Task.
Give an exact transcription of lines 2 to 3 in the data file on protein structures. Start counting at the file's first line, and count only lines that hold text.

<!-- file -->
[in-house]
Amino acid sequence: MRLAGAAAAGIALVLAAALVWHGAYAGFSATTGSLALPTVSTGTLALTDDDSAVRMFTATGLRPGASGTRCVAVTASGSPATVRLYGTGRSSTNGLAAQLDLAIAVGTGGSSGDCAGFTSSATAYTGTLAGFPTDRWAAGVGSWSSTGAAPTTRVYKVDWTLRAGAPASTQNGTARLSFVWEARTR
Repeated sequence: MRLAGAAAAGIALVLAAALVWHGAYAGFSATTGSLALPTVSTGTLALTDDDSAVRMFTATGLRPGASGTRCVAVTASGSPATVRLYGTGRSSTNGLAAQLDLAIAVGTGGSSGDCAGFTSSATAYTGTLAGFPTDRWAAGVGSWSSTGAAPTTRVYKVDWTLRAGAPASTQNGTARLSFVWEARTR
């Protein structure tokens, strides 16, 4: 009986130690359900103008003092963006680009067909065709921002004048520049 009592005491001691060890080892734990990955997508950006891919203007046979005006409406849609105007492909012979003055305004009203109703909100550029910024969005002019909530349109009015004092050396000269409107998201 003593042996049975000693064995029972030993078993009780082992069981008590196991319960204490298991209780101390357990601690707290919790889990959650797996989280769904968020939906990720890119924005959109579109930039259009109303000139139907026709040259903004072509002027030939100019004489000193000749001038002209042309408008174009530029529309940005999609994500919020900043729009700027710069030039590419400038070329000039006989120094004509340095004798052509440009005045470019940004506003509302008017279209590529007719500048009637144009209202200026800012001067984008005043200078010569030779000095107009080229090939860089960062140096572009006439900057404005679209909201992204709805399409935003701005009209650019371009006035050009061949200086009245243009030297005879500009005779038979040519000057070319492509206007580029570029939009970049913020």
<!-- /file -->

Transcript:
Amino acid sequence: MRLAGAAAAGIALVLAAALVWHGAYAGFSATTGSLALPTVSTGTLALTDDDSAVRMFTATGLRPGASGTRCVAVTASGSPATVRLYGTGRSSTNGLAAQLDLAIAVGTGGSSGDCAGFTSSATAYTGTLAGFPTDRWAAGVGSWSSTGAAPTTRVYKVDWTLRAGAPASTQNGTARLSFVWEARTR
Repeated sequence: MRLAGAAAAGIALVLAAALVWHGAYAGFSATTGSLALPTVSTGTLALTDDDSAVRMFTATGLRPGASGTRCVAVTASGSPATVRLYGTGRSSTNGLAAQLDLAIAVGTGGSSGDCAGFTSSATAYTGTLAGFPTDRWAAGVGSWSSTGAAPTTRVYKVDWTLRAGAPASTQNGTARLSFVWEARTR